With COVID-19 cases on the rise across the country, provosts prepare for another semester of mask mandates, distancing and reliance on student cooperation.
Academic Provost Jamie Hooyman was a key player in allowing on-campus learning for the fall 2020 semester. Since the campus closure in March, the University’s goals have remained the same: prioritize the health and safety of the Northwest community and ensure the quality of the learning environment from the day of closure.
Campus was then analyzed by teams of Northwest staff to measure, clean and prepare spaces for students again. Faculty measured classrooms to ensure rooms that allowed for 6 feet of distancing were utilized. Air flow into buildings determined walking paths to enter and exit buildings. Bearcat Thunder was added to every room. Signs reminding students to wear masks were placed every few feet. Hooyman even purchased additional equipment for art classes, labs and other departments to make sure fewer hands touched the same tools.
Bearcats should expect more of the same for the spring semester. Masks will be required, distancing is encouraged, alternate attendance is preferred, and students will be asked to go into quarantine if they test positive or interact with someone who has tested positive.
While Hooyman said classroom interactions resulted in cases less frequently than other interactions, one change involves keeping a record of what classrooms allowed students to distance properly and compare cases out of those rooms to those with less space.
Freshman Gianna Filardo was put in quarantine the first week of classes due to a positive test result in early August. Filardo said she wasn’t surprised by the spike in cases at Northwest in August. Once she was in class, she felt safe with masks and alternate attendance. Filardo’s professors communicated frequently, making expectations clear to Filardo and her classmates.
Filardo lives in Hudson-Perrin, where masks are required at all times, outside guests are not welcome, and on campus guests must be escorted around the hall. She’s been told by resident assistants and instructors that the spring will look the same.
“I’m a little bummed,” Filardo said. “I feel like we did a good job this semester, so we could try to branch out.”
Associate Provost of Graduate Schools Greg Haddock took complaints from students who were put into quarantine twice, sometimes three times. Once he was able to understand their frustrations and assure them quarantine was the safest option, they shared their needs with empathy. Haddock valued getting to know students and make adjustments based on their feedback.
Nodaway county has been declared a Category 1: Extreme Risk area. On Nov. 30, there were 250 active cases and 10 hospitalizations.
Hooyman asks students to do three things over winter break to ensure another full semester on campus. The first is to be prepared to be as compliant and adaptable as they were in the fall.
When students returned to campus in August, the University noticed the spike in cases and reacted with encouragement from President John Jasinski to make safer choices if they wanted to stay on campus. The reaction to this warning showed in the numbers of cases in the following weeks.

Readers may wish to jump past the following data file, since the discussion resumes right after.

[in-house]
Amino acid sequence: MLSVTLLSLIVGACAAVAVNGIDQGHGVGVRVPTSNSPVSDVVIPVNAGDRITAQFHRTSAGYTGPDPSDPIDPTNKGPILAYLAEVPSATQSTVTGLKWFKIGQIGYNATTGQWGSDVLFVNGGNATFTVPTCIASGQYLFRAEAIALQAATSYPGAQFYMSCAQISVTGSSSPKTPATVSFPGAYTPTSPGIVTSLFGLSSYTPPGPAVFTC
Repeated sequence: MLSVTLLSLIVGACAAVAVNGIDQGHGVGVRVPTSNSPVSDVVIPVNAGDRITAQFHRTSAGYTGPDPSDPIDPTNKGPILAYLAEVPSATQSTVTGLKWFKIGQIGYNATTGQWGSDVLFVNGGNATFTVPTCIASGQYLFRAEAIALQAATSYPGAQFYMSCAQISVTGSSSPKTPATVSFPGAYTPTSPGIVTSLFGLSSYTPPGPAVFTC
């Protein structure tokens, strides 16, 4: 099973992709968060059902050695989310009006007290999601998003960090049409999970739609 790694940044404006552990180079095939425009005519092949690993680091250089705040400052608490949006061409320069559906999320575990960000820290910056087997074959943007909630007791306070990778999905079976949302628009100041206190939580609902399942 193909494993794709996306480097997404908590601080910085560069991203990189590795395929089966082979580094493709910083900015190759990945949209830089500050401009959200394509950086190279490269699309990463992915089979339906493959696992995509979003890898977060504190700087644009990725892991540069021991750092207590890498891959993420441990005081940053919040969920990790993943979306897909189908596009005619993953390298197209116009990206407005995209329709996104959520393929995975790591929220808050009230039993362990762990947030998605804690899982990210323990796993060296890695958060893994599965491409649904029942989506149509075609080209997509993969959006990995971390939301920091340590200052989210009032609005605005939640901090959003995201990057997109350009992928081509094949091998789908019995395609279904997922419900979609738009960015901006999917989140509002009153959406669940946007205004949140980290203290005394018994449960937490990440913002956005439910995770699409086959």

“You’re still going to have your concerns, fears and changes, but for the most part, people are just really happy to be able to be in classes and be on the college campus,” Hooyman said.
The second request is to use safe judgement when socializing with friends. Staying in small groups and wearing masks ensures less super spreader events.
The third need is the most difficult for Hooyman to ask for but also what she said would be the most beneficial. She said students should attempt to quarantine before coming back to campus to make sure they return healthy and COVID-19 free.
“I really do give a lot of kudos to our students. Without them helping to make this work it would be really easy for us to just go online,” Hooyman said.
Filardo has made few plans outside of family gatherings for the holidays. After testing positive over summer break, she doesn’t want to risk quarantining during another start to the semester. She predicts few students will do the same and anticipates another spike when students return in January.
After 25 years at Northwest, Haddock said he’s impressed by the Bearcat community now more than ever before. His favorite feature of Northwest is the students who seek out a dedicated University like Northwest. With the highest enrollment in University history, Haddock said it would be unfair to describe the semester negatively.
“We haven’t said a lot because we don’t want to look like we’re proud of stealing students from other universities despite mitigations,” Haddock said.
Haddock would like to hear feedback from students at other universities to see what was successful in their mitigation efforts and in return offer advice based on the fall. He said Bearcats should use their break to have conversations with others to promote compassion and influence others to adapt safe habits.
Northwest's Provost’s Office said they understand the semester has been difficult. Hooyman recommends students reach out to Wellness Services for both their physical and emotional needs. Jasinski urged students in a mass email to celebrate all that was achieved this semester despite less than ideal circumstances. Hooyman also said it’s important for students to cut themselves and each other some slack.
“If there’s ever been a time in our country where we need to look out for each other, I’d say we’re there, and that’s the Bearcat way, which is what I think makes us outstanding,” Hooyman said.